Body Clock Origins, Giant Turtle, Gila Monster Spit, Crows Know, Whale Ears, Happy Parent-ville, Superflare Fun, Bionic Eyes, Dolphin Speaker, Zebrafish Gene Mix, Ring Of Fire, And Much More…
Disclaimer, Disclaimer, Disclaimer!!!
This Week in Science… coming up next
A clock to rule them all…
Scientists at the University of Cambridge has attempted to find a universal clock. Peroxiredoxins, or PRX, are proteins that help all cells deal with free radicals resulting from oxygen synthesis, and it turns out that they may be a key component in the formation of a universal clock found in all living things.
Scientists at the University of North Carolina recently discovered a turtle fossil the size of a small car. The fossil was found in northern Colombia and is estimated to be approximately 60 million years old. How did this turtle with a shell the size of a kiddie pool survive, and what brought it to extinction?
The new latest diet fad: Gila Monster Saliva
Blair’s Animal Corner
We know crows are smart, but it turns out they know quite a lot about us, too. Crows can recognize familiar human voices from unfamiliar ones, just by sound. In fact, they can even recognize familiar individuals of corvid species apart from their own! Smart, indeed.
Wales can turn the volume down in their ears when the commotion in the ocean gets too loud. Researchers watched a trained false killer whale respond to various noise levels, and found that she can adjust either her hearing, or her brain’s reaction to sound, in relation to the decibel level.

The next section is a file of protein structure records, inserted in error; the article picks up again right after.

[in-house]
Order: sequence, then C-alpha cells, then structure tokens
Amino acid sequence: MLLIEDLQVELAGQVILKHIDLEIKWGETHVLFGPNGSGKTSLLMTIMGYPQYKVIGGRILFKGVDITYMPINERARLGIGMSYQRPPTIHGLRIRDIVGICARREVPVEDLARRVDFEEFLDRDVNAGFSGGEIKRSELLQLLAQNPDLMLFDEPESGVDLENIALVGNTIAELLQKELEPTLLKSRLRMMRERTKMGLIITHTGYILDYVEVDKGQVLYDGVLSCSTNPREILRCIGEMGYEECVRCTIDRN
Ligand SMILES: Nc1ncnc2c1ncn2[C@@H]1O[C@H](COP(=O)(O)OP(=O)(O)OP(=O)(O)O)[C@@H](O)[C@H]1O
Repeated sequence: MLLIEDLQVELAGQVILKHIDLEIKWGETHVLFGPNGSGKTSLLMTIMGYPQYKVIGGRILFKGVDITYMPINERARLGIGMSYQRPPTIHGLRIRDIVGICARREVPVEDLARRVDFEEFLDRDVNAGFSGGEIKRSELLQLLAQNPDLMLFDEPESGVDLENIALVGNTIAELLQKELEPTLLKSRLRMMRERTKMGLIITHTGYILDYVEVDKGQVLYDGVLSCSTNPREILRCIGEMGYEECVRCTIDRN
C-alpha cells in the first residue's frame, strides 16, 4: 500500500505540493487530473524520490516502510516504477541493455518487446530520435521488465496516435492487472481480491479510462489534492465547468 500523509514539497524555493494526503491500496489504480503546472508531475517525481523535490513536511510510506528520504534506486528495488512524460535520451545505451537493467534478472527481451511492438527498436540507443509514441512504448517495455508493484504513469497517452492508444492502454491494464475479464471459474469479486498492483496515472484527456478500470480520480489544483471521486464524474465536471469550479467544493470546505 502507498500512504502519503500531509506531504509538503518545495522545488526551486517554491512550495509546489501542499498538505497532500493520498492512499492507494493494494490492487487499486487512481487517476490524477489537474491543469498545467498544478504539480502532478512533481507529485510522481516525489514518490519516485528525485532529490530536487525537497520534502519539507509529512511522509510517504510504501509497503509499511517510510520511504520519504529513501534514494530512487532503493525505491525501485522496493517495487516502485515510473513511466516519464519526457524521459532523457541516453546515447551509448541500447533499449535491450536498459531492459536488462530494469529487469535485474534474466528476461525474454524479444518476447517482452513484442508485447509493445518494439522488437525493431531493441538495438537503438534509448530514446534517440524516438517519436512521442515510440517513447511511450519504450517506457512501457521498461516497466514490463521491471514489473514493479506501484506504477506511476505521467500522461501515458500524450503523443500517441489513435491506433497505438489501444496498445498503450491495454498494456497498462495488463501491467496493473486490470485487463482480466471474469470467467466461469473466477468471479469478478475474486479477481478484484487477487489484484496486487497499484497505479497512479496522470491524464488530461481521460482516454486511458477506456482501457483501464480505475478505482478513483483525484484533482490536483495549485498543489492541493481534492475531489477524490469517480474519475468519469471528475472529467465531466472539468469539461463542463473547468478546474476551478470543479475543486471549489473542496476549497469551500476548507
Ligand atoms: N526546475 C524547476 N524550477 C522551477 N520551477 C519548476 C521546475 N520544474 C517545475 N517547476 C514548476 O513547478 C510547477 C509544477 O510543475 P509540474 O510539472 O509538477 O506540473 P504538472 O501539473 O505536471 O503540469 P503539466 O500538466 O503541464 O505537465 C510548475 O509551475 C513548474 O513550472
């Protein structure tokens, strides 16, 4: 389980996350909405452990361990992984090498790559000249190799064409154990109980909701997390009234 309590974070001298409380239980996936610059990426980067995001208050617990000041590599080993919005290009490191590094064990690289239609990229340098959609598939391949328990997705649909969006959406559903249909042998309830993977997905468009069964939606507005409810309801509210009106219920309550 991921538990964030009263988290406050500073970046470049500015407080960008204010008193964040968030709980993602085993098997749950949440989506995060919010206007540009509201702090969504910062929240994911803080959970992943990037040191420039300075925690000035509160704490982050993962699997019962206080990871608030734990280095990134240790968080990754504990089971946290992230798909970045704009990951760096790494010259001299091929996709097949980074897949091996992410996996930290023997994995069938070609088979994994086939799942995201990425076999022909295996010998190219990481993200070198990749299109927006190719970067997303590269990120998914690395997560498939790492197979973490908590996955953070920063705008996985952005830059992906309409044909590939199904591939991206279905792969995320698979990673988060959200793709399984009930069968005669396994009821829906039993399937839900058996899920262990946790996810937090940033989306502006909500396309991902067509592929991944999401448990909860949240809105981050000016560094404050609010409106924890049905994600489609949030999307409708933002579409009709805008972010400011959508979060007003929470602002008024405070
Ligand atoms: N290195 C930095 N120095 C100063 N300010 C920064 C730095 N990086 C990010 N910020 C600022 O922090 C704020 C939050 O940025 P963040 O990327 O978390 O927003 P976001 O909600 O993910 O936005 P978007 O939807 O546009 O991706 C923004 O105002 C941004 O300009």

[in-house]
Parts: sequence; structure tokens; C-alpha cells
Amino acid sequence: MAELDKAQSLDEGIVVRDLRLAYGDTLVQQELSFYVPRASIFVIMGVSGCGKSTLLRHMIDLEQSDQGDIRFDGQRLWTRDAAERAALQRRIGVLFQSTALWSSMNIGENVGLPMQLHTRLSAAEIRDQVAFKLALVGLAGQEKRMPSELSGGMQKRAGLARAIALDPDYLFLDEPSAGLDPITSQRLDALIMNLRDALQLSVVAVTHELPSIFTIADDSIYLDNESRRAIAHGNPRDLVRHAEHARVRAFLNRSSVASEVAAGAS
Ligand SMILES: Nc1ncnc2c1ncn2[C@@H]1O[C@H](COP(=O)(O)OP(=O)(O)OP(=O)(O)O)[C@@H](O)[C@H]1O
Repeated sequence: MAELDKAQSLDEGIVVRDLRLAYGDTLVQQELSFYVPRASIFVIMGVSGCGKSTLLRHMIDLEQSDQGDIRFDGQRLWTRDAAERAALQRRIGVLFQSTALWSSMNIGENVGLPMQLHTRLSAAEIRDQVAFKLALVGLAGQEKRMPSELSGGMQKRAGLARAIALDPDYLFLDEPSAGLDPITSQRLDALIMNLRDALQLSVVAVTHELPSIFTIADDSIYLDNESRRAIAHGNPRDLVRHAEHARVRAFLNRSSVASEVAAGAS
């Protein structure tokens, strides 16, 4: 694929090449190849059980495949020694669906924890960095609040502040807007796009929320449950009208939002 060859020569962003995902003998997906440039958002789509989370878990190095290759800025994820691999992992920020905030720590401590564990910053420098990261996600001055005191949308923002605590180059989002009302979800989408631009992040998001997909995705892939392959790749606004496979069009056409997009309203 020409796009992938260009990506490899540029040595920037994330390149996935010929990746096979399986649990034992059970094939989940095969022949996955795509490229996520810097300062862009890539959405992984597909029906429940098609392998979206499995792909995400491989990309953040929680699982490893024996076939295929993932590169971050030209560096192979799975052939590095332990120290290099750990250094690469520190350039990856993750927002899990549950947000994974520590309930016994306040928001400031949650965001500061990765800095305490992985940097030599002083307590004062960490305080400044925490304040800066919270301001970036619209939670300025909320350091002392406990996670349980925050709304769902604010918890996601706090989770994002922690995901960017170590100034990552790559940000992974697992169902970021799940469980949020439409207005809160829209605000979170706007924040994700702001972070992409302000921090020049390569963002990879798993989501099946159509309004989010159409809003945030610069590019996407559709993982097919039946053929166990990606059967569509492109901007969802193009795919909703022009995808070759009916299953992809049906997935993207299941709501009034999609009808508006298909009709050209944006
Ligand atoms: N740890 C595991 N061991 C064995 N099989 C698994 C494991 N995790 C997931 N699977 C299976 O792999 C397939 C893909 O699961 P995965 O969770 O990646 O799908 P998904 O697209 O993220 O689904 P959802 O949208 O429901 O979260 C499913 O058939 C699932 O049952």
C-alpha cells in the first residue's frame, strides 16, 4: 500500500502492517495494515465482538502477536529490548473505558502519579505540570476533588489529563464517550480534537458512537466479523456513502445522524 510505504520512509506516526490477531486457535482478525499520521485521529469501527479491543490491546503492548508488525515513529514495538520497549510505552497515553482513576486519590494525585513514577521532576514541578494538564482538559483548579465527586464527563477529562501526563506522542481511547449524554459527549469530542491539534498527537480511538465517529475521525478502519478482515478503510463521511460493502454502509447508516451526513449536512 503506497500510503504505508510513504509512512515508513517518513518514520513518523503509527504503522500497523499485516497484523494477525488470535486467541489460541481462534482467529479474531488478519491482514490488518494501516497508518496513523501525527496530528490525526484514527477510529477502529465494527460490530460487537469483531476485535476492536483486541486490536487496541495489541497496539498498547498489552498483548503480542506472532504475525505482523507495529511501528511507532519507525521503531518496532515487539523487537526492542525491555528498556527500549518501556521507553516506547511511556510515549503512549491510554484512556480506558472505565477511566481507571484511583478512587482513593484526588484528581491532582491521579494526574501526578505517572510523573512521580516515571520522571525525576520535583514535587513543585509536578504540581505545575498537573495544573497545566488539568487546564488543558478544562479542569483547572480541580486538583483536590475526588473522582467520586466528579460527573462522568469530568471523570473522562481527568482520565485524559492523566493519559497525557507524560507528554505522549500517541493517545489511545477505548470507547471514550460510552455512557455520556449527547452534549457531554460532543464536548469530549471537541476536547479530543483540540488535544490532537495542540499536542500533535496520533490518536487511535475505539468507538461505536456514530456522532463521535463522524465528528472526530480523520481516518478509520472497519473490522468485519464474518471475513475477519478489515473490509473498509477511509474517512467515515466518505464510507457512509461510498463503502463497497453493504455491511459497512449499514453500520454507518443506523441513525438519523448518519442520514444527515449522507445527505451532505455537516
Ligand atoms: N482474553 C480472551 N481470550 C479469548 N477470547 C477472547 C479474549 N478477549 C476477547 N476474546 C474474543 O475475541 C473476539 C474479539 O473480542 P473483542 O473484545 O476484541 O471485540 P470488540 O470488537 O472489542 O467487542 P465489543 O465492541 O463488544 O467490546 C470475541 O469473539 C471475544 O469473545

Get a free audiobook at Audible.com!
Kool-Aid for Parents
According to a recent study, parents are generally more happy than those individuals without children. The researchers are not trying to imply that having children will cause you to be happy if you are not, but they generally rate themselves as happier people. I’m confused…
In case you weren’t aware, our sun is in an active period, but we are no worse for wear. Other stars are experiencing a newly discovered phenomenon called a “superflare.” This event would not only increase light, but could heavily damage the atmosphere of orbiting planets. Luckily, it doesn’t look likely that one would occur on our precious sun. Whew…
A new, more compact prosthesis could allow people to see who have lost their sight. It receives sight information from infrared light pulses that simulate eye movement, and then electric currents from photodiodes on the chip would signal the retina and then the brain, to create an image.
Talking to dolphins
Researchers have developed a dolphin speaker that can produce genuine dolphin sounds. This device can then be used to decipher what those sounds mean. The researchers are hoping to develop a legitimate dolphin translator. The question is, are they saying anything interesting?
Researchers at Duke University inserted part of a human genome into a Zebrafish in order to identify the genes responsible for head size at birth. It turns out that head size is often correlated with mental disabilities such as autism or schizophrenia.
Oh, and don’t miss the ring of fire!
On May 20th there will be a solar eclipse. It will take on a rare shape called the ring of fire, due to the moon being at it’s farthest point. Check the map for where to be and when!
If you love TWIS, please support us by donating below: